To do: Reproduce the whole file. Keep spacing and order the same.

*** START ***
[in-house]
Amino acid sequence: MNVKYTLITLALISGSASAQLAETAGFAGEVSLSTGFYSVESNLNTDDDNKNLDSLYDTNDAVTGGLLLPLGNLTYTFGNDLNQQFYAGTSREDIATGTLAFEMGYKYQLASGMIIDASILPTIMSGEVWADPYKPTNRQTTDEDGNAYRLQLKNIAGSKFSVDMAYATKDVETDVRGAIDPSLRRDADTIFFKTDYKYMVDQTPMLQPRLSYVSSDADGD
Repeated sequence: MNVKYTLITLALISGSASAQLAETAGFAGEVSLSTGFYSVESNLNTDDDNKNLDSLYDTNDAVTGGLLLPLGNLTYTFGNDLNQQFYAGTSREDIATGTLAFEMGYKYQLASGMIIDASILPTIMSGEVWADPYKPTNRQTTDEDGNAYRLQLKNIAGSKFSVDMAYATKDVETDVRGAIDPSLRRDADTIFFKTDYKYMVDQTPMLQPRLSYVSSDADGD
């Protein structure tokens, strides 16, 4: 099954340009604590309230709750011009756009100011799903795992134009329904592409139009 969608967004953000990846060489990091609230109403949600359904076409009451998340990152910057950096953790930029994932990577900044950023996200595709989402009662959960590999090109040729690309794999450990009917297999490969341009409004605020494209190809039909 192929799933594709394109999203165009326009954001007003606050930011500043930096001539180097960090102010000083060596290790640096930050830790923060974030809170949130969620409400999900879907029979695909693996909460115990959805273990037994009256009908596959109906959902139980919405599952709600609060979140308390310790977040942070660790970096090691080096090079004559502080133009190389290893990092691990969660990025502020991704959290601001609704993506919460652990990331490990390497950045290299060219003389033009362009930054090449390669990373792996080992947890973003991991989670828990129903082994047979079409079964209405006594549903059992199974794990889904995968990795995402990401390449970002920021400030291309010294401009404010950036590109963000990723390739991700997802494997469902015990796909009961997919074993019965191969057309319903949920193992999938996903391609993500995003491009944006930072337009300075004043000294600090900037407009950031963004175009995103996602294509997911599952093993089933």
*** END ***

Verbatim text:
[in-house]
Amino acid sequence: MNVKYTLITLALISGSASAQLAETAGFAGEVSLSTGFYSVESNLNTDDDNKNLDSLYDTNDAVTGGLLLPLGNLTYTFGNDLNQQFYAGTSREDIATGTLAFEMGYKYQLASGMIIDASILPTIMSGEVWADPYKPTNRQTTDEDGNAYRLQLKNIAGSKFSVDMAYATKDVETDVRGAIDPSLRRDADTIFFKTDYKYMVDQTPMLQPRLSYVSSDADGD
Repeated sequence: MNVKYTLITLALISGSASAQLAETAGFAGEVSLSTGFYSVESNLNTDDDNKNLDSLYDTNDAVTGGLLLPLGNLTYTFGNDLNQQFYAGTSREDIATGTLAFEMGYKYQLASGMIIDASILPTIMSGEVWADPYKPTNRQTTDEDGNAYRLQLKNIAGSKFSVDMAYATKDVETDVRGAIDPSLRRDADTIFFKTDYKYMVDQTPMLQPRLSYVSSDADGD
């Protein structure tokens, strides 16, 4: 099954340009604590309230709750011009756009100011799903795992134009329904592409139009 969608967004953000990846060489990091609230109403949600359904076409009451998340990152910057950096953790930029994932990577900044950023996200595709989402009662959960590999090109040729690309794999450990009917297999490969341009409004605020494209190809039909 192929799933594709394109999203165009326009954001007003606050930011500043930096001539180097960090102010000083060596290790640096930050830790923060974030809170949130969620409400999900879907029979695909693996909460115990959805273990037994009256009908596959109906959902139980919405599952709600609060979140308390310790977040942070660790970096090691080096090079004559502080133009190389290893990092691990969660990025502020991704959290601001609704993506919460652990990331490990390497950045290299060219003389033009362009930054090449390669990373792996080992947890973003991991989670828990129903082994047979079409079964209405006594549903059992199974794990889904995968990795995402990401390449970002920021400030291309010294401009404010950036590109963000990723390739991700997802494997469902015990796909009961997919074993019965191969057309319903949920193992999938996903391609993500995003491009944006930072337009300075004043000294600090900037407009950031963004175009995103996602294509997911599952093993089933």